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These are the foods that put men at risk of developing colorectal cancer

So tasty. And not so good for your bowels and heart.

So tasty. And not so good for your bowels and heart. Photo: Getty

Bowel cancer gets hold of more men than women. So why is that?

In Australia, the estimated number of colorectal cancer cases in 2020 is predicted to be 8300 males and 7413 females.

That roughly fits with Bowel Cancer Australia’s analysis that, on average, 54 per cent of cancer diagnoses are male, and 46 per cent are female.

The difference is partly explained by the fact that men smoke more cigarettes and drink more alcohol than women.

According to a new study, a significant driver of this difference between men and women developing bowel cancer could be sausages and bacon.

Ham and salami also to blame? But why?

Researchers from Tufts University began with an established fact: that ultra-processed foods, which have a range of devastating impacts on health, are a risk-factor for colorectal cancer.

These are highly popular ready-to-eat foods that are often packaged for long shelf lives, such as potato chips and other snacks, frozen meals like pasta dishes and pizzas, and deli meats containing preservatives such as ham and salami.

Australians get 42 per cent of their calories from ultra-processed foods. Photo: Getty

“Ultra-processed foods are also high in added sugars and low in fiber, which contribute to weight gain and obesity, and obesity is an established risk factor for colorectal cancer,” said Dr Lu Wang, the study’s lead author and a postdoctoral fellow at the Friedman School of Nutrition Science and Policy at Tufts.

Dr Wang and his team analysed the diet of 200,000 participants (159,907 women and 46,341 men) across three large prospective studies that were conducted over more than 25 years.

The participants were health workers, with two of the studies exclusively recruiting nurses.

The researchers sorted the participants into five groups, according to the amount of ultra-processed foods they regularly consumed, from lowest to highest.

Then they looked at who had developed bowel cancer. As expected, those who’d consumed the most ultra-processed foods were found to be most at risk.

But a weird quirk emerged

Overall, they found that men who consumed high rates of ultra-processed foods were at 29 per cent higher risk for developing colorectal cancer than men who consumed much smaller amounts.

Despite this  clear link identified for men, particularly in cases of colorectal cancer in the distal colon, the study did not find an overall increased risk for women who consumed higher amounts of ultra-processed foods.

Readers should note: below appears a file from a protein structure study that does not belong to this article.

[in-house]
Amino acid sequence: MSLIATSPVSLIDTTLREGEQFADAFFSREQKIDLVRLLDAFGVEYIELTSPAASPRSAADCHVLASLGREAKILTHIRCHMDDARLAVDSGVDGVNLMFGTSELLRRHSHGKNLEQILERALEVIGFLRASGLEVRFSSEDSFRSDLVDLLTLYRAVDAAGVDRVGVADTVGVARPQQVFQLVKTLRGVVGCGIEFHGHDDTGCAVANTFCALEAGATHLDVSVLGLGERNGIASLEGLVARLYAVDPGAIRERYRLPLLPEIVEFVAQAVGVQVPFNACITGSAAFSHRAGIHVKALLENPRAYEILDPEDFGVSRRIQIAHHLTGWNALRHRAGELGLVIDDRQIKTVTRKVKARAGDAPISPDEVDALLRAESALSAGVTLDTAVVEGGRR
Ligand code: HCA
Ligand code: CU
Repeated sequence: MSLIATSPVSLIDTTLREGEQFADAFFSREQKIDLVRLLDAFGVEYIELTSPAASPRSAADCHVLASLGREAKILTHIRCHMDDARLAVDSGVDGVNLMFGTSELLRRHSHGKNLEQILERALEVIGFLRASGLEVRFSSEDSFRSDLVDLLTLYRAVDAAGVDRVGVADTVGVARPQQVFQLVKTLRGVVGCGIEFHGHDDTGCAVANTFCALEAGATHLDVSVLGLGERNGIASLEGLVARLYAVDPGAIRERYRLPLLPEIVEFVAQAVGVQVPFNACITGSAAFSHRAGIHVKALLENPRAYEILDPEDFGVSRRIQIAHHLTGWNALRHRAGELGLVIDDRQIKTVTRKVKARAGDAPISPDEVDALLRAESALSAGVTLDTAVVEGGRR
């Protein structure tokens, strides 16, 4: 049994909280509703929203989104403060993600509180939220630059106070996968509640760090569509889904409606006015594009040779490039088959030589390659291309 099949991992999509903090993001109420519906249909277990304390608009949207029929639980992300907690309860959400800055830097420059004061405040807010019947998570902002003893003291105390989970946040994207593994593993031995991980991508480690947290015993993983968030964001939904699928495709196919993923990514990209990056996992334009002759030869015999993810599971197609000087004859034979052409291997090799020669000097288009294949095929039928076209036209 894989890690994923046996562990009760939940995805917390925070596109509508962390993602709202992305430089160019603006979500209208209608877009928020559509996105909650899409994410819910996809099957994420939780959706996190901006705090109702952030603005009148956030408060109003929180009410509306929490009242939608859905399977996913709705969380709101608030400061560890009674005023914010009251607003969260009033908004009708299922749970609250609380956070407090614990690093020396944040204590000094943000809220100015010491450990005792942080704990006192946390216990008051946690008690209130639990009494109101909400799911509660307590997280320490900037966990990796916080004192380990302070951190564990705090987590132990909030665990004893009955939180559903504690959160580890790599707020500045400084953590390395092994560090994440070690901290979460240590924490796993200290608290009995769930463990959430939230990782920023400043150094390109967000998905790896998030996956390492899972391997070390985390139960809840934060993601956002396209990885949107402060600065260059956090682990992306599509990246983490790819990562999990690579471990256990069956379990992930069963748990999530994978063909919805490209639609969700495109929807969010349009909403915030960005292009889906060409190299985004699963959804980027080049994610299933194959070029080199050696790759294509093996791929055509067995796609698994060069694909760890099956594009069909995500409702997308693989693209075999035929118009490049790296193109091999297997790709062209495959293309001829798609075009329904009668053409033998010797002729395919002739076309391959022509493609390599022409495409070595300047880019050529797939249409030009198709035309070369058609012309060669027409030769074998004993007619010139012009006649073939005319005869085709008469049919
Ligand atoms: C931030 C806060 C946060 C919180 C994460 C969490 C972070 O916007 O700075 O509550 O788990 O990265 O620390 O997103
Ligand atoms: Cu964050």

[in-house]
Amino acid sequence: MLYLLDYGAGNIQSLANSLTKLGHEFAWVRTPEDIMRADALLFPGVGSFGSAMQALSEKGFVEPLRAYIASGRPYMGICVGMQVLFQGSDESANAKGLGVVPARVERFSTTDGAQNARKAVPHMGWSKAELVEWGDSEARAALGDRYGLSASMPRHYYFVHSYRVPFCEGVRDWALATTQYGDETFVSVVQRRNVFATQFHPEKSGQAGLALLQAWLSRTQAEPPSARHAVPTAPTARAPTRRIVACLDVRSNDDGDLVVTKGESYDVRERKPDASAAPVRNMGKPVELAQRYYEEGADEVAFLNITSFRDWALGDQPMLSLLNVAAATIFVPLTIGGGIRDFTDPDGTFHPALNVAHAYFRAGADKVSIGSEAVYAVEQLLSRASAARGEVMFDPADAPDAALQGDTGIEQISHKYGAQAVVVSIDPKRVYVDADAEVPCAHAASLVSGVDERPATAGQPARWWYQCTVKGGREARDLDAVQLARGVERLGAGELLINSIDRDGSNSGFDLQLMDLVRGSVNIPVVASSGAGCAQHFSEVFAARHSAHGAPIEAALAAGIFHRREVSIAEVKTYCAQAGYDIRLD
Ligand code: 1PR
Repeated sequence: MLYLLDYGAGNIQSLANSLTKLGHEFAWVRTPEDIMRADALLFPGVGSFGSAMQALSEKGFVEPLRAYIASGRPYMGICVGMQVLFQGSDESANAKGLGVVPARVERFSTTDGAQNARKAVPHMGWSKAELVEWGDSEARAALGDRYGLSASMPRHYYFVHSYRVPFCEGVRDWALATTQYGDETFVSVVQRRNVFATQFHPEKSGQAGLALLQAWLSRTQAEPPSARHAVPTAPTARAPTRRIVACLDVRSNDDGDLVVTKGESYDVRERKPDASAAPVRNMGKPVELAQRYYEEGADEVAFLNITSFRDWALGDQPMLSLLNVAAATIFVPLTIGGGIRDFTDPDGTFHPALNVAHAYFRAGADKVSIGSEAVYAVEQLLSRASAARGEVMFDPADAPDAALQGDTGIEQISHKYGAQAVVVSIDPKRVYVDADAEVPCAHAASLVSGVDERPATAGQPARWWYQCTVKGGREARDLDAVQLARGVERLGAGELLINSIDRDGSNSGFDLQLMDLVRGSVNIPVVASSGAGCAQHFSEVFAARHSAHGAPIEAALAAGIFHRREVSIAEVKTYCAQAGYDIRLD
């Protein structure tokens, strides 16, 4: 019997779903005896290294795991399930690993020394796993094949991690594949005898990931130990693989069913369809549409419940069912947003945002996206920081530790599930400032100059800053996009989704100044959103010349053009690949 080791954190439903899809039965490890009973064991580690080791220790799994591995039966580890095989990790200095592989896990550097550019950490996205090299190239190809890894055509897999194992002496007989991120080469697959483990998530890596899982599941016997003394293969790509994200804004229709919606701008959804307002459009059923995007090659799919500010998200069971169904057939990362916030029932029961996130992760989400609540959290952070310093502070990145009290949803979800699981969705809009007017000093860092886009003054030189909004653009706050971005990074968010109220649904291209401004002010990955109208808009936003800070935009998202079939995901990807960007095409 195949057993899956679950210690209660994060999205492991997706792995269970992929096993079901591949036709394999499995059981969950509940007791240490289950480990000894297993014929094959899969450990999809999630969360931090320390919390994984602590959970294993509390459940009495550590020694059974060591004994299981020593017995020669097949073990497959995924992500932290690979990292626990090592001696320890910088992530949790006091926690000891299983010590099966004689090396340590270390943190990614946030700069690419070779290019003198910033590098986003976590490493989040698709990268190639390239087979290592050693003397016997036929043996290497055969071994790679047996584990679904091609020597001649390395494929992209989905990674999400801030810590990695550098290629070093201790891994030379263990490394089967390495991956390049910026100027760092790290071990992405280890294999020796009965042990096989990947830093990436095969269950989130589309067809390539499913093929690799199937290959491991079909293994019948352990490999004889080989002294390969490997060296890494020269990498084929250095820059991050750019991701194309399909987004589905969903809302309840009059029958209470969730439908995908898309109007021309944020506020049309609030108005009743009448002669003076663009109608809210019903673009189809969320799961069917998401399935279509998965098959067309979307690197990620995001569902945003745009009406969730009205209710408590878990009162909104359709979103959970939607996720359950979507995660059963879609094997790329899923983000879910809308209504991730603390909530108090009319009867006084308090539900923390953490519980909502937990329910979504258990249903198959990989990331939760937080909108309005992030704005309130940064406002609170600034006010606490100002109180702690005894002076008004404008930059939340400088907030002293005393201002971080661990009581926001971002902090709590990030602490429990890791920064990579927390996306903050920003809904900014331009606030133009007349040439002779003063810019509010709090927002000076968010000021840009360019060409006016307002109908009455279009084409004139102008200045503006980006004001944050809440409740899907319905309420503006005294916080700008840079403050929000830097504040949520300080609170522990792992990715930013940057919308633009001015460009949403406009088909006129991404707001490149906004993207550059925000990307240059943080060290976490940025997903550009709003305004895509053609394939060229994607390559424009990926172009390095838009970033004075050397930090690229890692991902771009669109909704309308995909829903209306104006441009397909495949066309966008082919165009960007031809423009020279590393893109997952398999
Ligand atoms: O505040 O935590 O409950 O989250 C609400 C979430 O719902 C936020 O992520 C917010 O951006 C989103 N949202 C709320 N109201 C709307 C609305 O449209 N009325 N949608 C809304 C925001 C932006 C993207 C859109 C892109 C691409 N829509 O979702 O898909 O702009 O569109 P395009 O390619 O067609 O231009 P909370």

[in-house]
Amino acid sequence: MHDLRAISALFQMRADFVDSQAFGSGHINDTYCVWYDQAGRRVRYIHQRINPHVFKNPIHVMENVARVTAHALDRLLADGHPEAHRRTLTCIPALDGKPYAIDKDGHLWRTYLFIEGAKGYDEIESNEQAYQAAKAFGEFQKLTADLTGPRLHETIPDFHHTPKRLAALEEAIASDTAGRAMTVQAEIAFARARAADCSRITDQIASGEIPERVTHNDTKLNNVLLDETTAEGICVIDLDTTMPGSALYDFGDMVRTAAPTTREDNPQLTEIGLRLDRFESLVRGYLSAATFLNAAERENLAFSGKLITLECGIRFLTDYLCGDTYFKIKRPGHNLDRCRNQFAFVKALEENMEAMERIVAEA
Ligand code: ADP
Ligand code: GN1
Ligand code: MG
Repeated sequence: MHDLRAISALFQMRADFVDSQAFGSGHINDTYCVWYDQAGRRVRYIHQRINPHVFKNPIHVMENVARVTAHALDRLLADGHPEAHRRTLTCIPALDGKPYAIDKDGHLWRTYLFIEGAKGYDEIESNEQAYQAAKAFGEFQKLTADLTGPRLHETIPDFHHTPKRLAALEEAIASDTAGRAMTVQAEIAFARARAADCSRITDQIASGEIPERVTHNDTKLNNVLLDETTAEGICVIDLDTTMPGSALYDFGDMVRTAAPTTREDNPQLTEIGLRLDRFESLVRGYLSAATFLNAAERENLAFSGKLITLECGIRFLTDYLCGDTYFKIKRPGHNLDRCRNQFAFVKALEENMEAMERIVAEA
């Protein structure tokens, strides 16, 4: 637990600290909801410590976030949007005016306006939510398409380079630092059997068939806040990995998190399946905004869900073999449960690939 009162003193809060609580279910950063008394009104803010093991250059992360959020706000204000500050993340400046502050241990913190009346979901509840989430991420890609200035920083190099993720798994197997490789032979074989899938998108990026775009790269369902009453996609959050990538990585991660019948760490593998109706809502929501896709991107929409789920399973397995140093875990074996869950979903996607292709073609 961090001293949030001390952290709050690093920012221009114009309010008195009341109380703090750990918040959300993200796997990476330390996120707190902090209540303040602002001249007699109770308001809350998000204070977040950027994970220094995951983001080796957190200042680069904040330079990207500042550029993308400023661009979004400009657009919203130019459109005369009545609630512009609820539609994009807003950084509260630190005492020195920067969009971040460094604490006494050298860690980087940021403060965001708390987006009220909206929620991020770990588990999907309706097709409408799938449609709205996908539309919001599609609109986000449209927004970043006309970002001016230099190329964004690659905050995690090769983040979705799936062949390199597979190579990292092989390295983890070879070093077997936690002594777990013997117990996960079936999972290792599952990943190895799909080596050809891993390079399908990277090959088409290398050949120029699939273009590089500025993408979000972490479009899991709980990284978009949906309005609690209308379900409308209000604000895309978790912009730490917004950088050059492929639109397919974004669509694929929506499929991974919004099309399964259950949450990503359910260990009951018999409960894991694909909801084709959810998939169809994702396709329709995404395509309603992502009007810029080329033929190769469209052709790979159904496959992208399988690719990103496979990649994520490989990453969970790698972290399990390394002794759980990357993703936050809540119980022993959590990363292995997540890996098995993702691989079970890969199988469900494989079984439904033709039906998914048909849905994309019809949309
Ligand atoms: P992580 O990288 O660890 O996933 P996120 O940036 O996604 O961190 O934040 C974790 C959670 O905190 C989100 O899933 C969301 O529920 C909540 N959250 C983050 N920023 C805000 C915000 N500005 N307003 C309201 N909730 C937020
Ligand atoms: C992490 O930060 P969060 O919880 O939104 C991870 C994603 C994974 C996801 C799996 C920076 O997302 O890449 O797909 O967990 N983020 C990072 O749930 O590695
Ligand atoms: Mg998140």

This was odd.

The researchers then looked at how men and women consume ultra-processed foods differently. The researchers suspected that processed meats and sausages might be the key.

Indeed, they found that the strongest association between colorectal cancer and ultra-processed foods among men came from meat, poultry, or fish-based, ready-to-eat products.

“These products include some processed meats like sausages, bacon, ham, and fish cakes. This is consistent with our hypothesis,” Dr Wang said.

Australia needs to change its eating habits

A 2019 study found that Australians, on average, get 42 per cent of their calories from these nutritionally poor and somewhat toxic foods.

As well as your bowels, ultra-processed foods are bad for your heart. But the damage doesn’t stop there.

As we reported in October last year, it only takes four weeks for a diet of highly processed food to inflame the brain and elicit behavioural signs of memory loss.

In December, we reported that if you’ve already suffered a heart attack, and continue eating too many ultra-processed foods, you’re at 66 per cent greater risk of having a second heart attack or stroke. And this one will likely kill you.

In July we reported that children aged three to five who eat more highly processed foods – such as chicken nuggets, frozen pizzas and sugary breakfast cereals – have poorer locomotor skills than children who eat less of these poor-quality foods.

Locomotor skills include walking, running, jumping, hopping, crawling, marching, climbing, galloping, sliding, leaping and skipping.

The implication here was that kids with poorer motor skills are likely to end up fat and unhealthy.

How to escape these foods? Swap them for more whole grains, lean cuts of meat (modest amounts), more fish, nuts, beans and legumes (which are much cheaper than meat and a good substitute), fruits and fresh vegetables.

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